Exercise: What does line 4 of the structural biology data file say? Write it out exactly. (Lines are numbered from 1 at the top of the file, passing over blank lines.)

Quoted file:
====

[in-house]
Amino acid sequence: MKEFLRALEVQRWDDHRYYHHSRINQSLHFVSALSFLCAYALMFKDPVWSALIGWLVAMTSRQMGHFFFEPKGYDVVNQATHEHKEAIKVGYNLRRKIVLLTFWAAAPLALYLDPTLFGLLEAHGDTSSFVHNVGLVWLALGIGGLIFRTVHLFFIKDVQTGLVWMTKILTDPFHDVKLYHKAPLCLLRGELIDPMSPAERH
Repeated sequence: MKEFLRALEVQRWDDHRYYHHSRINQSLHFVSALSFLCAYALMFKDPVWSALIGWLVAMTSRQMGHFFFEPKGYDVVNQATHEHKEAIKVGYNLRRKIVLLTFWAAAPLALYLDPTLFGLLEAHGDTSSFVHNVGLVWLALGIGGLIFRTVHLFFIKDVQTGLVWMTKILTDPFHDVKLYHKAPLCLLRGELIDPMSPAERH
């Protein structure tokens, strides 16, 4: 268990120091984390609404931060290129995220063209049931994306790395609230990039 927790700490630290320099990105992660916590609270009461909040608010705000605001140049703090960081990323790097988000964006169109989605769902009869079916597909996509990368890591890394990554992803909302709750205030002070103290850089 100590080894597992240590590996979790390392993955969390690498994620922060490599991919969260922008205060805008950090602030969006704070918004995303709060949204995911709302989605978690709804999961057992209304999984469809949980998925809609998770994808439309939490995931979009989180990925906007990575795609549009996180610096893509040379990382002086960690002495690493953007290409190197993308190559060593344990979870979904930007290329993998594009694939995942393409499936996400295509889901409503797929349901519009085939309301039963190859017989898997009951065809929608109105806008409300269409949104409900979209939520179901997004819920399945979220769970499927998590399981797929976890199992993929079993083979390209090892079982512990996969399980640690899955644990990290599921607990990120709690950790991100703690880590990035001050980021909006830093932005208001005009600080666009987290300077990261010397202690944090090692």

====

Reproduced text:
């Protein structure tokens, strides 16, 4: 268990120091984390609404931060290129995220063209049931994306790395609230990039 927790700490630290320099990105992660916590609270009461909040608010705000605001140049703090960081990323790097988000964006169109989605769902009869079916597909996509990368890591890394990554992803909302709750205030002070103290850089 100590080894597992240590590996979790390392993955969390690498994620922060490599991919969260922008205060805008950090602030969006704070918004995303709060949204995911709302989605978690709804999961057992209304999984469809949980998925809609998770994808439309939490995931979009989180990925906007990575795609549009996180610096893509040379990382002086960690002495690493953007290409190197993308190559060593344990979870979904930007290329993998594009694939995942393409499936996400295509889901409503797929349901519009085939309301039963190859017989898997009951065809929608109105806008409300269409949104409900979209939520179901997004819920399945979220769970499927998590399981797929976890199992993929079993083979390209090892079982512990996969399980640690899955644990990290599921607990990120709690950790991100703690880590990035001050980021909006830093932005208001005009600080666009987290300077990261010397202690944090090692």